Former Mayor Brune publishes memoir
By Elizabeth Sheeran
Former Mayor Gene Brune was born on the corner of Cedar Street and Highland Avenue in 1929 and has lived his entire life in Somerville. He had a long career in structural engineering, served six years as Ward Six alderman and was elected mayor in 1979, all while raising two daughters as a single parent. Leaving city hall after five terms in 1990, he served as Middlesex County Register of Deeds until his retirement earlier this year.
His decade-long tenure as mayor saw the arrival of the Red Line in Davis Square, the opening of the first Assembly Square Mall, the launch of events like ArtBeat, and the construction of the new gym and trade school wing at the high school. But he also found himself presiding over the worst chemical spill in state history and the fiscal crisis that was the fall-out from Proposition 2 1/2 and a doubling of city health insurance costs.
He oversaw reforms in city management, and successfully pushed legislation to end the election of assessors, believing the elected Board of Assessors to be prone to political cronyism. But his political career had its own brushes with corruption. As alderman, he was exonerated in a pinball machine scandal involving the Winter Hill gang, and as mayor he was cleared in an FBI investigation into bribes paid to the Assembly Square developers.
Now he’s written and published a memoir, The Spirit of Somerville, that will be available online, by mail order and at a limited number of bookstores. But readers can stop in and get a personally autographed copy at one of Brune’s upcoming book signings: at the Armory on September 4, at Mount Vernon Restaurant on September 10, or at the Ball Square Book Shop on September 18, all from 7 p.m. to 9 p.m.
Gene sat down recently at The Somerville News office to talk about the book, and about his time as mayor.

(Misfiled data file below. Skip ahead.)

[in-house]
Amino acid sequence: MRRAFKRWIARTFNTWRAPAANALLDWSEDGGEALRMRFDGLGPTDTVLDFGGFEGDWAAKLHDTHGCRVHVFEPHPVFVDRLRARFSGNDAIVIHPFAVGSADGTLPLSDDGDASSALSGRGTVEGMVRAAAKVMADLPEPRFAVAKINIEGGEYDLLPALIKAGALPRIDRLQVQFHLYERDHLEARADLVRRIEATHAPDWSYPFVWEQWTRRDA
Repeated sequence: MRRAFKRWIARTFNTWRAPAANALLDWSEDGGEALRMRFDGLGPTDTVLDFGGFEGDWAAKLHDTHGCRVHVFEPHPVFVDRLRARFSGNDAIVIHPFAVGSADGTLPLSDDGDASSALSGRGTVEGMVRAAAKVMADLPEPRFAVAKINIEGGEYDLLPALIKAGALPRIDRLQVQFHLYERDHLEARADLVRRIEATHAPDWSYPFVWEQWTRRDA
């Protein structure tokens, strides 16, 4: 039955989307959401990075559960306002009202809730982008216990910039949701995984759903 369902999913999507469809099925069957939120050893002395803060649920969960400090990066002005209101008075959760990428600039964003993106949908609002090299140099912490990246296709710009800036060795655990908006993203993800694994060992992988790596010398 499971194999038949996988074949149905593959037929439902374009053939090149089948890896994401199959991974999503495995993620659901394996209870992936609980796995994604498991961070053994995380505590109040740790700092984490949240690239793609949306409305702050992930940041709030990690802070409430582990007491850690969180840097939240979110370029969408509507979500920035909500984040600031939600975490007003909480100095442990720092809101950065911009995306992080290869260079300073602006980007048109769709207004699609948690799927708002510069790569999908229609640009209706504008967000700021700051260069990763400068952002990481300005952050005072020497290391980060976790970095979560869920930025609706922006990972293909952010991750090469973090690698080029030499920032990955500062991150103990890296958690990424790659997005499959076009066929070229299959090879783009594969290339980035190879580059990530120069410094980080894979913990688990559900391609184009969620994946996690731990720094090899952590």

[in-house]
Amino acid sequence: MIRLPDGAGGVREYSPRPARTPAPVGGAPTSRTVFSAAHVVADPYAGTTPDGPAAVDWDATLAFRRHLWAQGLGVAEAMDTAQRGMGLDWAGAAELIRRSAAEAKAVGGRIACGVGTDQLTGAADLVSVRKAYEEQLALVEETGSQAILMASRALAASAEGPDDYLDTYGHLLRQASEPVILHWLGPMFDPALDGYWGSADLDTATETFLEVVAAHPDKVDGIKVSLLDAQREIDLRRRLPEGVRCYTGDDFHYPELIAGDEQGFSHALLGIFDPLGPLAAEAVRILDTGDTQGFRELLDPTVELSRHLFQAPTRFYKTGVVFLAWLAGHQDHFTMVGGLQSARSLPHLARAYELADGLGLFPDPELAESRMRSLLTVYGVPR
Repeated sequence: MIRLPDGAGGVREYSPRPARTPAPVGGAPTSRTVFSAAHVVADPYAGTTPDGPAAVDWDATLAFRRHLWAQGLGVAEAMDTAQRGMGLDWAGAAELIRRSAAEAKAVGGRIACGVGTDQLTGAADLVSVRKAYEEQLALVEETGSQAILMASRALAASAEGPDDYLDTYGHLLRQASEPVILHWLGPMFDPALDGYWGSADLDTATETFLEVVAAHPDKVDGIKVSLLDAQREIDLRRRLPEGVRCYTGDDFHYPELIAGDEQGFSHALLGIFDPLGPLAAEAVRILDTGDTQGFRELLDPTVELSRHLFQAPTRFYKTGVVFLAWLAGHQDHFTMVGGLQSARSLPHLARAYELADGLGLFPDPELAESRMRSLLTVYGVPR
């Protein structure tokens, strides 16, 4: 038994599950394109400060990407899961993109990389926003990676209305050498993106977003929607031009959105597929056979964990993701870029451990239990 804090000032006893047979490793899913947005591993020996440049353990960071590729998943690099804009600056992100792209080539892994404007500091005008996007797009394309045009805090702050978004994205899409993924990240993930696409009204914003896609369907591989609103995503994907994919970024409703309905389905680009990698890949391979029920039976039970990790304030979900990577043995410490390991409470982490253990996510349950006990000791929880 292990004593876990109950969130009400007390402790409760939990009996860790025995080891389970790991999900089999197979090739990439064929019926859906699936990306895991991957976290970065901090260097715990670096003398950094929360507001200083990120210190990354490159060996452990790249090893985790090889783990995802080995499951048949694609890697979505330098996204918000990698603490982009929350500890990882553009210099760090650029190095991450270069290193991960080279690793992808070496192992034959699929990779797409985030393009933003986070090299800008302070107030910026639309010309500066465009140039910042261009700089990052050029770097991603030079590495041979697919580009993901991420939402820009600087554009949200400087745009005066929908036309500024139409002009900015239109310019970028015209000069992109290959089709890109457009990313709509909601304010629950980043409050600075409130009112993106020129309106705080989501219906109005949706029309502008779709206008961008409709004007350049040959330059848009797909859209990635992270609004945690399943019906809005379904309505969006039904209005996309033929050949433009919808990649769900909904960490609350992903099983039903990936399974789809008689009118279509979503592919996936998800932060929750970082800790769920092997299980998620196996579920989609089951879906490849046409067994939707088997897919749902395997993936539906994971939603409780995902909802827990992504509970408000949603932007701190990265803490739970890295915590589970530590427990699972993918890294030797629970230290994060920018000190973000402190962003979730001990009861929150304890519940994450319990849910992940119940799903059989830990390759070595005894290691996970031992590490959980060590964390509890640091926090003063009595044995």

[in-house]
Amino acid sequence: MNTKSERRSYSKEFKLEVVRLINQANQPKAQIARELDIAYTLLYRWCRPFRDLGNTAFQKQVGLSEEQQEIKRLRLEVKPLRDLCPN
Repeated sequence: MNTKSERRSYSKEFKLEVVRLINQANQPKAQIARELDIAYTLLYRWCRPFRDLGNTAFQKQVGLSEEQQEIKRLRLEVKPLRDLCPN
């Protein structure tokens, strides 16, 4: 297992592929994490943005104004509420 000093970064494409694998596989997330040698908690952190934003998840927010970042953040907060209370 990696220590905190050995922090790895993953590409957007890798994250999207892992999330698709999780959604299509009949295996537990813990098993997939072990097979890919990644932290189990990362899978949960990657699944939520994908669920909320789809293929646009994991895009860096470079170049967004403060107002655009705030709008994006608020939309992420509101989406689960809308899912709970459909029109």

How did you decide become an author?
I never dreamed of writing a book. The person who really pushed me was Susan Callahan, my second assistant at the Registry of Deeds. She kept telling me to just sit down some time and just start writing, because I had lots of stories. Finally she wore me out and I did. And I found out that she was right, that I did have lots of stories to tell. Some of them were good, some of them were bad, some were sad, some were happy. I sat at my computer and it came so easy. All I did was sit at my computer and type away.
You wrote it all yourself?
I had four people edit it, but I gave them all the same instructions: If you’re going to read my book, and you want to edit it, you cannot change my voice. That book is written by me, every word of it, and every word is going to stay that way. It’s in my voice. I have never attempted to be something that I’m not, and I want people to know that this book is written by me and not a ghost writer.
So is this more of a personal memoir or a political memoir?
I would say it’s one part personal and two parts political. It comes from the heart. It explains a lot of things about my family life that people will be surprised to hear, things that happened when I was aldermen, things that happened when I was mayor. The old-timers in the city will remember all those things. The newbies will say, “Oh my God, I never knew that even happened in Somerville.”
Why did you call it The Spirit of Somerville?
During the FBI investigation into Assembly Square, people were down. They were tired of hearing Somerville getting dragged through the mud. That kind of PR is not good for business. So I sat down with business leaders and the president of Tufts and said let’s do something to celebrate the true spirit of Somerville. We had a big event with maybe 900 people at Caruso’s Diplomat on Route One. We called it the Spirit of Somerville. Tufts made a film about the true spirit of Somerville, all the positive things. And that’s what I’m talking about in the book.